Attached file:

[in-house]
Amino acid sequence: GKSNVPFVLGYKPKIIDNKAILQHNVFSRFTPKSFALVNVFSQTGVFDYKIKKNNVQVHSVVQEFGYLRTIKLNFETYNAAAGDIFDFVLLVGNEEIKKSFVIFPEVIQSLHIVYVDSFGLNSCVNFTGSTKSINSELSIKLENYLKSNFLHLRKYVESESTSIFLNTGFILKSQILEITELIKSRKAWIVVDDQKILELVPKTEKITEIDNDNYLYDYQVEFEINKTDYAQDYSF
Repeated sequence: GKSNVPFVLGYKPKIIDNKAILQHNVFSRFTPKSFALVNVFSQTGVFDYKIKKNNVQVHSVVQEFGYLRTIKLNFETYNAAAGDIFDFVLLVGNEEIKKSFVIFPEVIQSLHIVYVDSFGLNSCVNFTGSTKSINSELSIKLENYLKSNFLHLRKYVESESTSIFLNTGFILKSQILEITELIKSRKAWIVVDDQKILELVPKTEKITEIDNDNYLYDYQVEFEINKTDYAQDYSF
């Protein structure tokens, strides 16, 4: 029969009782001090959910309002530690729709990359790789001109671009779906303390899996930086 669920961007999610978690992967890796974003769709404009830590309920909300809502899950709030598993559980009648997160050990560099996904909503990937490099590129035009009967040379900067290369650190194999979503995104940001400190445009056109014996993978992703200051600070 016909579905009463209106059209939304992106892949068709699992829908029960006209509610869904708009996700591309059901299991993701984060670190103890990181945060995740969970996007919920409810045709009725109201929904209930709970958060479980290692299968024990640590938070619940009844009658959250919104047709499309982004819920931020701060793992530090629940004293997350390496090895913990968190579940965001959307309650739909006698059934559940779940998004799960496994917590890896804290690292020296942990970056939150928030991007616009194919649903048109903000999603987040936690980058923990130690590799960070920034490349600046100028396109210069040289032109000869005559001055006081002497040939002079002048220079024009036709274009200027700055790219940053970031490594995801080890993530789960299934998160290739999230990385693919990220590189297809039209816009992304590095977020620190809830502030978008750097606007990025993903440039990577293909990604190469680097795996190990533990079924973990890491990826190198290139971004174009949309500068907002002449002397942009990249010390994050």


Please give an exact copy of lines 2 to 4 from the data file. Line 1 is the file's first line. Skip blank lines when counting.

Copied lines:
Amino acid sequence: GKSNVPFVLGYKPKIIDNKAILQHNVFSRFTPKSFALVNVFSQTGVFDYKIKKNNVQVHSVVQEFGYLRTIKLNFETYNAAAGDIFDFVLLVGNEEIKKSFVIFPEVIQSLHIVYVDSFGLNSCVNFTGSTKSINSELSIKLENYLKSNFLHLRKYVESESTSIFLNTGFILKSQILEITELIKSRKAWIVVDDQKILELVPKTEKITEIDNDNYLYDYQVEFEINKTDYAQDYSF
Repeated sequence: GKSNVPFVLGYKPKIIDNKAILQHNVFSRFTPKSFALVNVFSQTGVFDYKIKKNNVQVHSVVQEFGYLRTIKLNFETYNAAAGDIFDFVLLVGNEEIKKSFVIFPEVIQSLHIVYVDSFGLNSCVNFTGSTKSINSELSIKLENYLKSNFLHLRKYVESESTSIFLNTGFILKSQILEITELIKSRKAWIVVDDQKILELVPKTEKITEIDNDNYLYDYQVEFEINKTDYAQDYSF
């Protein structure tokens, strides 16, 4: 029969009782001090959910309002530690729709990359790789001109671009779906303390899996930086 669920961007999610978690992967890796974003769709404009830590309920909300809502899950709030598993559980009648997160050990560099996904909503990937490099590129035009009967040379900067290369650190194999979503995104940001400190445009056109014996993978992703200051600070 016909579905009463209106059209939304992106892949068709699992829908029960006209509610869904708009996700591309059901299991993701984060670190103890990181945060995740969970996007919920409810045709009725109201929904209930709970958060479980290692299968024990640590938070619940009844009658959250919104047709499309982004819920931020701060793992530090629940004293997350390496090895913990968190579940965001959307309650739909006698059934559940779940998004799960496994917590890896804290690292020296942990970056939150928030991007616009194919649903048109903000999603987040936690980058923990130690590799960070920034490349600046100028396109210069040289032109000869005559001055006081002497040939002079002048220079024009036709274009200027700055790219940053970031490594995801080890993530789960299934998160290739999230990385693919990220590189297809039209816009992304590095977020620190809830502030978008750097606007990025993903440039990577293909990604190469680097795996190990533990079924973990890491990826190198290139971004174009949309500068907002002449002397942009990249010390994050």